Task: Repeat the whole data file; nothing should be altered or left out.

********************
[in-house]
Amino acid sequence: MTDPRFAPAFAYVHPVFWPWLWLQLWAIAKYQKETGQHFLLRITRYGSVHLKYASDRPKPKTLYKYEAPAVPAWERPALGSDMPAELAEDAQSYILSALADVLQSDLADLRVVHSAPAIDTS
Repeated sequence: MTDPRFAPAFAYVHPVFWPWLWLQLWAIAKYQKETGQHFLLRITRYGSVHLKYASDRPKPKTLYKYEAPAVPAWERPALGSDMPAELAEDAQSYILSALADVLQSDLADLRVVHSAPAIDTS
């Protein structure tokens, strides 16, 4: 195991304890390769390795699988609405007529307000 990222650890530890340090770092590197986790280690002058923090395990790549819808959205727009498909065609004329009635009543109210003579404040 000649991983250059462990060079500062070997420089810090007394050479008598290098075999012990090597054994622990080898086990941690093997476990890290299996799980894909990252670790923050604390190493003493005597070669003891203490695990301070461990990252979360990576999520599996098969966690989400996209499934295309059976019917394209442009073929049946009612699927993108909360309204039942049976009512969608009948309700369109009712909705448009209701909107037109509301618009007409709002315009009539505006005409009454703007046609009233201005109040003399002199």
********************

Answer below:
[in-house]
Amino acid sequence: MTDPRFAPAFAYVHPVFWPWLWLQLWAIAKYQKETGQHFLLRITRYGSVHLKYASDRPKPKTLYKYEAPAVPAWERPALGSDMPAELAEDAQSYILSALADVLQSDLADLRVVHSAPAIDTS
Repeated sequence: MTDPRFAPAFAYVHPVFWPWLWLQLWAIAKYQKETGQHFLLRITRYGSVHLKYASDRPKPKTLYKYEAPAVPAWERPALGSDMPAELAEDAQSYILSALADVLQSDLADLRVVHSAPAIDTS
């Protein structure tokens, strides 16, 4: 195991304890390769390795699988609405007529307000 990222650890530890340090770092590197986790280690002058923090395990790549819808959205727009498909065609004329009635009543109210003579404040 000649991983250059462990060079500062070997420089810090007394050479008598290098075999012990090597054994622990080898086990941690093997476990890290299996799980894909990252670790923050604390190493003493005597070669003891203490695990301070461990990252979360990576999520599996098969966690989400996209499934295309059976019917394209442009073929049946009612699927993108909360309204039942049976009512969608009948309700369109009712909705448009209701909107037109509301618009007409709002315009009539505006005409009454703007046609009233201005109040003399002199």